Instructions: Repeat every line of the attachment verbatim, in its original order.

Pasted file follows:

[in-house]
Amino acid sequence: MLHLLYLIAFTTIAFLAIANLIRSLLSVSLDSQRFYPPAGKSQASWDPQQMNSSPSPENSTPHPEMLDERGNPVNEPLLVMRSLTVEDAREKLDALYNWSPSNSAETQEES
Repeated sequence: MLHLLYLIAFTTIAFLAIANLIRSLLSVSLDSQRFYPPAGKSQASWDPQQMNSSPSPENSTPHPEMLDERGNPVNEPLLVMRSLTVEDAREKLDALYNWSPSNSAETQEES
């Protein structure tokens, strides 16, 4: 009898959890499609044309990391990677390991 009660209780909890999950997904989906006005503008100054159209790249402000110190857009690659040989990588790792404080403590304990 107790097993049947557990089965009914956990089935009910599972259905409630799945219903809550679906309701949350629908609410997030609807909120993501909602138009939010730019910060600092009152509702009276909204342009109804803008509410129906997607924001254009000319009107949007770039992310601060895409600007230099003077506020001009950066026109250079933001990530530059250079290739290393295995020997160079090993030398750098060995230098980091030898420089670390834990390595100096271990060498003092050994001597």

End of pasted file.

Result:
[in-house]
Amino acid sequence: MLHLLYLIAFTTIAFLAIANLIRSLLSVSLDSQRFYPPAGKSQASWDPQQMNSSPSPENSTPHPEMLDERGNPVNEPLLVMRSLTVEDAREKLDALYNWSPSNSAETQEES
Repeated sequence: MLHLLYLIAFTTIAFLAIANLIRSLLSVSLDSQRFYPPAGKSQASWDPQQMNSSPSPENSTPHPEMLDERGNPVNEPLLVMRSLTVEDAREKLDALYNWSPSNSAETQEES
């Protein structure tokens, strides 16, 4: 009898959890499609044309990391990677390991 009660209780909890999950997904989906006005503008100054159209790249402000110190857009690659040989990588790792404080403590304990 107790097993049947557990089965009914956990089935009910599972259905409630799945219903809550679906309701949350629908609410997030609807909120993501909602138009939010730019910060600092009152509702009276909204342009109804803008509410129906997607924001254009000319009107949007770039992310601060895409600007230099003077506020001009950066026109250079933001990530530059250079290739290393295995020997160079090993030398750098060995230098980091030898420089670390834990390595100096271990060498003092050994001597």